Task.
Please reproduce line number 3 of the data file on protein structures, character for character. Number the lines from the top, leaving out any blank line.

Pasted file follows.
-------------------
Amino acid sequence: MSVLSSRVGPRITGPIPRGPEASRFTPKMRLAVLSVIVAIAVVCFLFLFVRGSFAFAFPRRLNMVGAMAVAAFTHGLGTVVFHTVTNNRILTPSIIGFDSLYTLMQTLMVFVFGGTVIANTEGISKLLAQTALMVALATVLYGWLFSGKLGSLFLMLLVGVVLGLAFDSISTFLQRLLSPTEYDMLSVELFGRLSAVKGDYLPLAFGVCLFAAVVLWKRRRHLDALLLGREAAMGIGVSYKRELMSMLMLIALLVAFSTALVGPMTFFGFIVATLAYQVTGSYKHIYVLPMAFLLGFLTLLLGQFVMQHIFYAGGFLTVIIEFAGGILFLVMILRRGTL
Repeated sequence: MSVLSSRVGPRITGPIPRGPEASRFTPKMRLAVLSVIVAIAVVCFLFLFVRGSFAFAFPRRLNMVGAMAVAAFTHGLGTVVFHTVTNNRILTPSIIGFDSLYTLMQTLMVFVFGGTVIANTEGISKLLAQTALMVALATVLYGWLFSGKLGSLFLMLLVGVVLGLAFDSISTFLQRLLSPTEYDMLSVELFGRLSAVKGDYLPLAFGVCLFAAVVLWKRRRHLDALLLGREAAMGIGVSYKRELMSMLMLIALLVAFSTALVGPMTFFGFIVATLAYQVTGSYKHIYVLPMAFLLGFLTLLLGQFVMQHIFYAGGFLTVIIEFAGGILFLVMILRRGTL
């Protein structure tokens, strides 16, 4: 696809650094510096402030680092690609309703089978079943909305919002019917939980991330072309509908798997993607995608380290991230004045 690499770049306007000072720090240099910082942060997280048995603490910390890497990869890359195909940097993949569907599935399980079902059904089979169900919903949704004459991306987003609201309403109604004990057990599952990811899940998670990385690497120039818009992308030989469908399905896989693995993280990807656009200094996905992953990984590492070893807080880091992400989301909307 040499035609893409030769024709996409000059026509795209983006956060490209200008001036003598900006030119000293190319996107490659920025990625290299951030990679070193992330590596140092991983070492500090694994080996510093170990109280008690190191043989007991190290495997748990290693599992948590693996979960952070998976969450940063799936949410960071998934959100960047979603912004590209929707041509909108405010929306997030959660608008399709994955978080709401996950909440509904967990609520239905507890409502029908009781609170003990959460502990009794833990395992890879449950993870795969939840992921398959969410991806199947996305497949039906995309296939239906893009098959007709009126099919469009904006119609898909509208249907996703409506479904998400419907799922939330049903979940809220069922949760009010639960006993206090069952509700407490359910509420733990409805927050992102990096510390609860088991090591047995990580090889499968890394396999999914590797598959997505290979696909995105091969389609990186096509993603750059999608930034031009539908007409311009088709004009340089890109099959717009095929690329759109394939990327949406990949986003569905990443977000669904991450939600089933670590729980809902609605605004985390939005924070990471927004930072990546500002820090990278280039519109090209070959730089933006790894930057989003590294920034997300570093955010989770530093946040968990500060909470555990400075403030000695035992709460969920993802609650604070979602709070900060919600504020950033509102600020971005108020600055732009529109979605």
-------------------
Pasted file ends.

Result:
């Protein structure tokens, strides 16, 4: 696809650094510096402030680092690609309703089978079943909305919002019917939980991330072309509908798997993607995608380290991230004045 690499770049306007000072720090240099910082942060997280048995603490910390890497990869890359195909940097993949569907599935399980079902059904089979169900919903949704004459991306987003609201309403109604004990057990599952990811899940998670990385690497120039818009992308030989469908399905896989693995993280990807656009200094996905992953990984590492070893807080880091992400989301909307 040499035609893409030769024709996409000059026509795209983006956060490209200008001036003598900006030119000293190319996107490659920025990625290299951030990679070193992330590596140092991983070492500090694994080996510093170990109280008690190191043989007991190290495997748990290693599992948590693996979960952070998976969450940063799936949410960071998934959100960047979603912004590209929707041509909108405010929306997030959660608008399709994955978080709401996950909440509904967990609520239905507890409502029908009781609170003990959460502990009794833990395992890879449950993870795969939840992921398959969410991806199947996305497949039906995309296939239906893009098959007709009126099919469009904006119609898909509208249907996703409506479904998400419907799922939330049903979940809220069922949760009010639960006993206090069952509700407490359910509420733990409805927050992102990096510390609860088991090591047995990580090889499968890394396999999914590797598959997505290979696909995105091969389609990186096509993603750059999608930034031009539908007409311009088709004009340089890109099959717009095929690329759109394939990327949406990949986003569905990443977000669904991450939600089933670590729980809902609605605004985390939005924070990471927004930072990546500002820090990278280039519109090209070959730089933006790894930057989003590294920034997300570093955010989770530093946040968990500060909470555990400075403030000695035992709460969920993802609650604070979602709070900060919600504020950033509102600020971005108020600055732009529109979605």